Tuesday, May 14, 2013

3 Secrets to a Royal Emergency

1. Have power
2. Carry cash
3.  Eat local. 

Last June, a surprise storm smashed the east coast.  Trees were down. Live power lines made driving unsafe and thousands of people lost power.  And I, in my cozy little bunker of a house, played Skip-Bo and Uno with my siblings in a rare and spontaneous get-together.  We all managed to be in the same zip code at the same time and decided to play board games until 2am (my sister's favorite thing to do with family).  I walked into my dark bedroom to check on my little ones and noticed a gorgeous lightning bolt split the sky open.  It was the largest one I had ever seen.  "oh," I thought, "I guess it's going to rain tonight."  The power browned out for a minute and came back on.

The next morning, I went to the grocery store.  The shelves were cleared.  People were grabbing ice bags like it was the last truckload of popsicles in hell.  The woman checking out in front of me dumped her emotional baggage on the bagging boy.  Apparently she had showered with toilet water and the expected return of her power was something on the order of weeks.  What a way to start a muggy morning.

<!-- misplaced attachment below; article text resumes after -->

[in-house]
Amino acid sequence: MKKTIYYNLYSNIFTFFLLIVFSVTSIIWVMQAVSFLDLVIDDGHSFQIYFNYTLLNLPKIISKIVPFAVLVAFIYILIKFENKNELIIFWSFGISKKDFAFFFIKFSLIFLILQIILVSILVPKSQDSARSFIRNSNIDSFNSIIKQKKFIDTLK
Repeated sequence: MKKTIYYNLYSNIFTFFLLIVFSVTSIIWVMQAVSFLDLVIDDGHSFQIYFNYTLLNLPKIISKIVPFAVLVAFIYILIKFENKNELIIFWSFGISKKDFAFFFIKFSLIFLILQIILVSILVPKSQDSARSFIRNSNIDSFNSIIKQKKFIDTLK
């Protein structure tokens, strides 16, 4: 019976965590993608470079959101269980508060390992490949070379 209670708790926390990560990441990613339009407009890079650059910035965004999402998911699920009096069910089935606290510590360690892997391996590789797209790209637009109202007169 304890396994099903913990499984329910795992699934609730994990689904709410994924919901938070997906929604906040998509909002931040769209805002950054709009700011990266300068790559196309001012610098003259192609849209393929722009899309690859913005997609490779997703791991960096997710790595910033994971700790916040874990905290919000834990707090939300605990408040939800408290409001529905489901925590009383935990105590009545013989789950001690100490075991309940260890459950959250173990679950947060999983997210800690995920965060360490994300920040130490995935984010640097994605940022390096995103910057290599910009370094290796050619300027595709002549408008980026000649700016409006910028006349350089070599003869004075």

As we sat in the 30-minute line for the only open gas station in town, I noticed people scouring the car seats for the last bits of change and bills they had.  The kids slept.  We chatted peacefully and waited for our turn.  My uncle called and asked us to take all of his grass-fed meat.  Their power was out and they would be moving to Vermont in the next few days.  Half-thawed meat would never take the 12-hour drive.  We agreed and paid for our gas in the usual mode of currency for us--cash.  Most people in the area said it was the worst weekend in their lives.

I was grateful for this experience for many reasons.  First of all, I scored a freezer full of grass-fed meat at a time we were not sure how we would make it.  Second, I learned having money does not exempt a person from power outages.  Third, the necessity of a plan slapped me in the face.

So what was my secret to staying calm and having power during a (mildly) devastating storm?  Being lucky, mostly.  I live near one of the largest power transformers in my town and we rarely lose electricity.  We decided to carry cash in April of that year due to budgeting crackdowns.  We also eat mostly local food from the Farmer's Market.  We lived like kings that weekend.

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